Table 1 - Description of the sample of adults and elderly people (n=1,243), Rio Grande, Rio Grande do Sul, 2016 

Variables Overall sample
N %
Male 542 43.6
Female 701 56.4
Age (in years)
20-29 226 18.2
30-39 225 18.1
40-49 240 19.3
50-59 237 19.1
≥60 315 25.3
Race/skin color (n=1,241)
White 1,301 83.1
Black/brown/yellow/indigenous 210 16.9
Marital status
Married 476 38.3
Single 545 43.8
Divorced/separated/widowed 222 17.9
Schooling (in years of study) (n=1,241)
0-4 190 15.3
5-8 343 27.6
9-11 367 29.6
≥12 341 27.5
Income in quartiles (n=1,123)
1st quartile (poorest) 284 25.3
2nd quartile 306 27.2
3rd quartile 255 22.7
4th quartile (wealthiest) 278 24.8
Tobacco smoking
No 1,003 81.5
Yes 230 18.5
Alcoholic beverage consumption (n=1,242)
No 896 72.1
Yes 346 27.9
Physical activity in leisure timea (n=1,233)
Insufficiently active 956 77.5
Sufficiently active 277 22.5
Body mass index (BMI) (n=1,189)
Underweight 14 1.2
Normal weight 431 36.2
Overweight 458 38.5
Obese 286 24.1
Diabetes (self-reported) (n=1,239)
No 1,149 92.7
Yes 90 7.3
Hypertension (self-reported) (n=1,242)
No 879 70.8
Yes 363 29.2
Depressionb (n=1,238)
No 893 72.1
Yes 345 27.9
Self-perception of healthy eating habits (n=1,240)
Negative 342 27.6
Positive 898 72.4
Food insecurityc (n=1,224)
Food security 802 65.5
Mild food insecurity 330 27.0
Moderate/severe food insecurity 92 7.5
Self-perception of health
Excellent/very good 263 21.2
Good 560 45.0
Regular/poor 420 33.8
Self-perception of body weight (n=1,242)
Normal 123 9.9
Very thin/thin/slightly thin 563 45.3
Very fat/fat/slightly fat 556 44.8
Body weight care
No 973 78.3
Yes 270 21.7
Total 1,243 100.0

a) As per the ‘Leisure’ section of the International Physical Activity Questionnaire (IPAQ-SHORT), which defines as being active a person who does ≥150 minutes of physical activity a week.

b) As per the Patient Health Questionnaire (PHQ-9), which defines depression as ≥9.

c) Brazilian Food Insecurity Scale (EBIA).

The frequencies of diet self-perception were: very good - 16.9%; good - 55.5%; regular - 23.2%; poor - 3.4%; and very poor - 1.0%. When this variable was dichotomized, prevalence of positive self-perception of diet was 72.4% (95%CI 69.9;74.9).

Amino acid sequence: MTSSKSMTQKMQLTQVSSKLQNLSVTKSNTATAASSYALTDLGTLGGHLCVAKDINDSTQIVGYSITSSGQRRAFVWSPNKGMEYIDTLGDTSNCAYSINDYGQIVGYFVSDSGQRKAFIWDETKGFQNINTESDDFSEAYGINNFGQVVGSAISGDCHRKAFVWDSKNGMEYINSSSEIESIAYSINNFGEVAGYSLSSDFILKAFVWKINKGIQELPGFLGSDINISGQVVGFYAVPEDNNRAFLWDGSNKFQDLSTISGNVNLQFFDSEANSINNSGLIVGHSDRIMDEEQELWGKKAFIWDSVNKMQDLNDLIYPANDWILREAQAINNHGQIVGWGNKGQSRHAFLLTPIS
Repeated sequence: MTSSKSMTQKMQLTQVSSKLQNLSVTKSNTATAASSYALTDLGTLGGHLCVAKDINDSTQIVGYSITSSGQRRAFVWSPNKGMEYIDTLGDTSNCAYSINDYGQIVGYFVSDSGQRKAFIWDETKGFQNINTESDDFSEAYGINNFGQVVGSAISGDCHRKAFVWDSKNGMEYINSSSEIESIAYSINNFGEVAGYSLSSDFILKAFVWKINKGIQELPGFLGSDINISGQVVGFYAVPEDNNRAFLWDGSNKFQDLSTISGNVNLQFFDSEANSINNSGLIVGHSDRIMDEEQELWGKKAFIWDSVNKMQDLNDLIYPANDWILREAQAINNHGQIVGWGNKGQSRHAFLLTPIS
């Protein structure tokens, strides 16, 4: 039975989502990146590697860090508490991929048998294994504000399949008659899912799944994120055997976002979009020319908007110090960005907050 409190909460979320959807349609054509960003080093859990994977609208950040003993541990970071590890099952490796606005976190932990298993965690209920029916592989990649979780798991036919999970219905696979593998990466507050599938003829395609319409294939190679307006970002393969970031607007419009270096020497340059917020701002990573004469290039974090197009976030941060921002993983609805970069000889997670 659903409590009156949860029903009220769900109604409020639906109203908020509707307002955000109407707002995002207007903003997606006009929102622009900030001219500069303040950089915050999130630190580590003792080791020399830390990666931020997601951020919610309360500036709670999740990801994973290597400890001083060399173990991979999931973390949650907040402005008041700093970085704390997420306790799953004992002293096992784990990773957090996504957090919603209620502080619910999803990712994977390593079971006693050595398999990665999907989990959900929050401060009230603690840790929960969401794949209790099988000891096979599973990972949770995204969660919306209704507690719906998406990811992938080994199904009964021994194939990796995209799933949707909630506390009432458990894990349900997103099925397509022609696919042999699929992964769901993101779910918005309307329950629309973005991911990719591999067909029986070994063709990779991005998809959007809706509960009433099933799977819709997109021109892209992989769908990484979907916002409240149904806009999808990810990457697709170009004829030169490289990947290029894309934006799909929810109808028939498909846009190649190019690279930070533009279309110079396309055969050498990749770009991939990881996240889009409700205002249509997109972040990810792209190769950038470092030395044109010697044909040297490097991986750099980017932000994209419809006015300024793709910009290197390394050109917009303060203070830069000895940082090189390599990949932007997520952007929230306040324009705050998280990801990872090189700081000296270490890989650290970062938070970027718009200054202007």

The crude PRs and the PRs adjusted for the outcome are shown in Table 2. In the adjusted analysis, outcome prevalence was lower among females when compared to males (PR=0.94 - 95%CI 0.80;1.00). Individuals aged 60 or over had 1.28 times more probability of having the outcome, compared to those in the 20-29 age range, probability was also greater for those in the highest income quartile (PR=1.17 - 95%CI 1.04;1.32), in relation to those in the poorest quartile. On the second level, the outcome increased among those who did physical activity for 150 minutes or more in their leisure time (PR=1.17 - 95%CI 1.08;1.26). On the third level, individuals who reported morbidities such as diabetes (PR=0.98 - 95%CI 0.84;1.14) and depression (PR=0.78 - 95%CI 0.81;0.95) were less likely to have positive self-perception of diet. With regard to food insecurity, the outcome was less likely among those facing mild food insecurity (PR=0.88 - 95%CI 0.81;0.95).

Table 2 - Prevalence and crude and adjusted analysis of factors associated with positive self-perception of diet among adults and elderly people (n=1,240), Rio Grande, Rio Grande do Sul, 2016 

Variables Prevalence of positive self-perception of diet (n=898) N (%) Crude Analysis Adjusted Analysis
PRa (95%CIb) pc PRa (95%CIb) pc
1st level
Sex 0.297 0.071
Male 400 (73.9) 1.00 1.00
Female 498 (71.2) 0.97 (0.90;1.03) 0.94 (0.88;1.00)
Age (in years) <0.001 <0.001
20-29 142 (62.8) 1.00 1.00
30-39 140 (62.2) 0.98 (0.84;1.14) 0.93 (0.80;1.08)
40-49 163 (67.9) 1.08 (0.93;1.25) 1.06 (0.92;1.22)
50-59 190 (80.2) 1.26 (1.12;1.44) 1.23 (1.09;1.39)
≥60 263 (84.3) 1.33 (1.17;1.51) 1.28 (1.13;1.44)
Race/skin color (n=896) 0.594 0.249
White 739 (71.9) 1.00 1.00
Black/brown/yellow/indigenous 157 (74.8) 1.03 (0.93;1.14) 1.05 (0.95;1.16)
Marital status 0.028 0.641
Married 360 (75.8) 1.00 1.00
Single 367 (67.6) 0.90 (0.82;0.98) 0.99 (0.89;1.09)
Divorced/separated/widowed 171 (77.0) 1.01 (0.93;1.11) 0.96 (0.87;1.05)
Schooling (in years of study) (n=897) 0.081d 0.395d
0-4 144 (76.6) 1.00 1.00
5-8 257 (74.9) 0.98 (0.88;1.10) 0.99 (0.88; 1.11)
9-11 260 (71.0) 0.93 (0.82;1.06) 0.96 (0.83;1.11)
≥12 236 (69.2) 0.92 (0.81;1.03) 0.95 (0.82;1.11)
Income in quartiles (median; P25/P75 in BRL )e (n=810) 0.002d 0.017d
1st quartile - poorest (BRL 293.3 to BRL 520.0) 183 (64.4) 1.00 1.00
2nd quartile (BRL 750.0 to BRL 905.5) 219 (72.3) 1.13 (1.01;1.25) 1.09 (0.98;1.22)
3rd quartile (BRL 1,166.7 to BRL 1,500.0) 187 (73.3) 1.14 (1.01;1.28) 1.07 (0.95;1.20)